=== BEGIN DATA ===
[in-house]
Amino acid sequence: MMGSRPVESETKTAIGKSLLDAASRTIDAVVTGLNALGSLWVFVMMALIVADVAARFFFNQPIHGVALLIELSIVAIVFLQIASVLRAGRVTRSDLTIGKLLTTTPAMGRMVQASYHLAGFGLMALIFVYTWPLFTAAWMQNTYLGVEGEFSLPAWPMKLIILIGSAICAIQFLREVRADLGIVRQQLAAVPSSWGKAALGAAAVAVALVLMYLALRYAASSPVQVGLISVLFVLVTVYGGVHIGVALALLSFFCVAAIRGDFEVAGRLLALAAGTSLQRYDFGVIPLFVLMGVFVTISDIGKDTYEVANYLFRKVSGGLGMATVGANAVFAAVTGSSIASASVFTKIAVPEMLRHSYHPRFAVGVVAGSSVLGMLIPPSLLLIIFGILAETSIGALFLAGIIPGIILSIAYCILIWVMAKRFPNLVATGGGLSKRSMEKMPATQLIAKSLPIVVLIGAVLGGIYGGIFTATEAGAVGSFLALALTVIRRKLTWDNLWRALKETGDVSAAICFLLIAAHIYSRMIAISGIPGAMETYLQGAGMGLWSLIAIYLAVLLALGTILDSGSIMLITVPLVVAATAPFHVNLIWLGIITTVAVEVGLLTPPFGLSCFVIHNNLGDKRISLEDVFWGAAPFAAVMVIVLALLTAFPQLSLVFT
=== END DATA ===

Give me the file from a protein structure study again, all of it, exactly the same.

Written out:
[in-house]
Amino acid sequence: MMGSRPVESETKTAIGKSLLDAASRTIDAVVTGLNALGSLWVFVMMALIVADVAARFFFNQPIHGVALLIELSIVAIVFLQIASVLRAGRVTRSDLTIGKLLTTTPAMGRMVQASYHLAGFGLMALIFVYTWPLFTAAWMQNTYLGVEGEFSLPAWPMKLIILIGSAICAIQFLREVRADLGIVRQQLAAVPSSWGKAALGAAAVAVALVLMYLALRYAASSPVQVGLISVLFVLVTVYGGVHIGVALALLSFFCVAAIRGDFEVAGRLLALAAGTSLQRYDFGVIPLFVLMGVFVTISDIGKDTYEVANYLFRKVSGGLGMATVGANAVFAAVTGSSIASASVFTKIAVPEMLRHSYHPRFAVGVVAGSSVLGMLIPPSLLLIIFGILAETSIGALFLAGIIPGIILSIAYCILIWVMAKRFPNLVATGGGLSKRSMEKMPATQLIAKSLPIVVLIGAVLGGIYGGIFTATEAGAVGSFLALALTVIRRKLTWDNLWRALKETGDVSAAICFLLIAAHIYSRMIAISGIPGAMETYLQGAGMGLWSLIAIYLAVLLALGTILDSGSIMLITVPLVVAATAPFHVNLIWLGIITTVAVEVGLLTPPFGLSCFVIHNNLGDKRISLEDVFWGAAPFAAVMVIVLALLTAFPQLSLVFT